The Executive Office on Aging (EOA) issued a warning about scammers who offer free genetic testing to extract Medicare numbers. These tests are commonly presented as DNA screenings, cancer screenings, and hereditary tests.
Scammers go to senior centers, senior housing facilities, health fairs, and even parking lots to convince people to take a cheek swab for testing. They also advertise on TV and online. They look like official company representatives, and claim the tests will help you avoid diseases.
In reality, however, these scams lead to identity theft. Senior Medicare Patrol manager Kaipo Cullen said, “These companies can steal people’s medical identity and falsely bill Medicare, draining the system of needed funds.”
The Office of Inspector General issued a fraud alert last week, advising people to be suspicious of anyone who offers free testing in exchange for their Medicare number.
“A doctor who has never met or examined a patient, often hired by a genetic testing company, should not be signing off on any tests. That’s a red flag,” said Cullen.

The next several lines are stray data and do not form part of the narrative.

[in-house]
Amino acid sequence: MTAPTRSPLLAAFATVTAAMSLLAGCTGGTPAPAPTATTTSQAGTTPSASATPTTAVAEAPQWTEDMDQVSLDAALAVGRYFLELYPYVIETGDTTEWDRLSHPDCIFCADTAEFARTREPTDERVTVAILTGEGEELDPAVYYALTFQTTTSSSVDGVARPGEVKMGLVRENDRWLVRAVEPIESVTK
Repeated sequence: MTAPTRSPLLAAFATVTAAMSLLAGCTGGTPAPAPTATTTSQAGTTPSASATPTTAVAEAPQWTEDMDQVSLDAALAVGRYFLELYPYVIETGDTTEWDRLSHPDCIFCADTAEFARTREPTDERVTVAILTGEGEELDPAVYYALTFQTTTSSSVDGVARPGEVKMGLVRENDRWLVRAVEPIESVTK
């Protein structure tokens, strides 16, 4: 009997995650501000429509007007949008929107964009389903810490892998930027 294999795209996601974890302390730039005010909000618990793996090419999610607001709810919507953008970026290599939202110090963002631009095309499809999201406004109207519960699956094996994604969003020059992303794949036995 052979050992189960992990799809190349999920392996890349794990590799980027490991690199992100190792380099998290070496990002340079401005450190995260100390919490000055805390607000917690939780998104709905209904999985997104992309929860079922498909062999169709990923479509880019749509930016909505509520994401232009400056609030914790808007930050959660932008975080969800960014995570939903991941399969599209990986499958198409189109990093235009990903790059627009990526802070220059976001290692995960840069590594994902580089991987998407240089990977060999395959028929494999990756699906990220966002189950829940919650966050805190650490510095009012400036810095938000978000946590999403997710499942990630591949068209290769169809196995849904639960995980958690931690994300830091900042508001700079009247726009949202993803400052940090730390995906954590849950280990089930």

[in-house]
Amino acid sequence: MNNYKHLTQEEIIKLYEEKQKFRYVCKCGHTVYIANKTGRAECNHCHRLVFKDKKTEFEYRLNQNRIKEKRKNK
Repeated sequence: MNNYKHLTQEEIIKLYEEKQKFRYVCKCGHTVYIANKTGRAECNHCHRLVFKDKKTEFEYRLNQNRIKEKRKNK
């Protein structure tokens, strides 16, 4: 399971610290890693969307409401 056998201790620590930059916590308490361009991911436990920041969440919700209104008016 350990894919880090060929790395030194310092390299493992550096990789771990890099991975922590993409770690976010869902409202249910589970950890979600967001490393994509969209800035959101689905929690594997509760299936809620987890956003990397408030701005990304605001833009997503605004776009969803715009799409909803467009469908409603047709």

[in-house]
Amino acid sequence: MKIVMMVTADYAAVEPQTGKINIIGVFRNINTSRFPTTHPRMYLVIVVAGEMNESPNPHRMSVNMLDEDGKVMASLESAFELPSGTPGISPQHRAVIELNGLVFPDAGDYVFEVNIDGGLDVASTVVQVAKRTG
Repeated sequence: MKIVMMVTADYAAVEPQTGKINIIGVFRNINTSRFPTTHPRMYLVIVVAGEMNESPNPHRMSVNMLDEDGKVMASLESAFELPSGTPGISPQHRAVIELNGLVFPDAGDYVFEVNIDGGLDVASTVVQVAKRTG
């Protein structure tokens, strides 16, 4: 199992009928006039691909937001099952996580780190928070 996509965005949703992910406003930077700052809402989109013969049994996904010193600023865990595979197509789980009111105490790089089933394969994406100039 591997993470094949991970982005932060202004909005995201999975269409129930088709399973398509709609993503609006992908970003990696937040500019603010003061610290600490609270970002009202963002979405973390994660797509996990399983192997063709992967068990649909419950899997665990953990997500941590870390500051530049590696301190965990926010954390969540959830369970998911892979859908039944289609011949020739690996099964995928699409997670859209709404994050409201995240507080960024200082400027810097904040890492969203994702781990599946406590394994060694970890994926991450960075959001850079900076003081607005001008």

Here are some other helpful tips:
- Refuse to give out your personal information or accept screening services, including a cheek swab, from someone at a community event, a local fair, a farmer’s market, a parking lot, and/or any other large event.
- Go to your doctor to assess your condition, not a doctor you’ve never met from a company you don’t know.
- Always read your Medicare Summary Notice (MSN) or Explanation of Benefits (EOB). The words “gene analysis” or “molecular pathology” are red flags for questionable genetic testing.
- Refuse the delivery of any genetic testing kit that was not ordered by your physician.
- Be suspicious of anyone who offers free genetic testing and then requests your Medicare number. If your personal information is compromised, it may be used in other fraud schemes.
- Contact your local SMP for help. SMPs empower and assist Medicare beneficiaries, their families, and caregivers to prevent, detect, and report health care fraud, errors, and abuse.
- If anyone other than your physician requests your Medicare information, do not provide it.
- If you suspect Medicare fraud, contact the HHS OIG Hotline.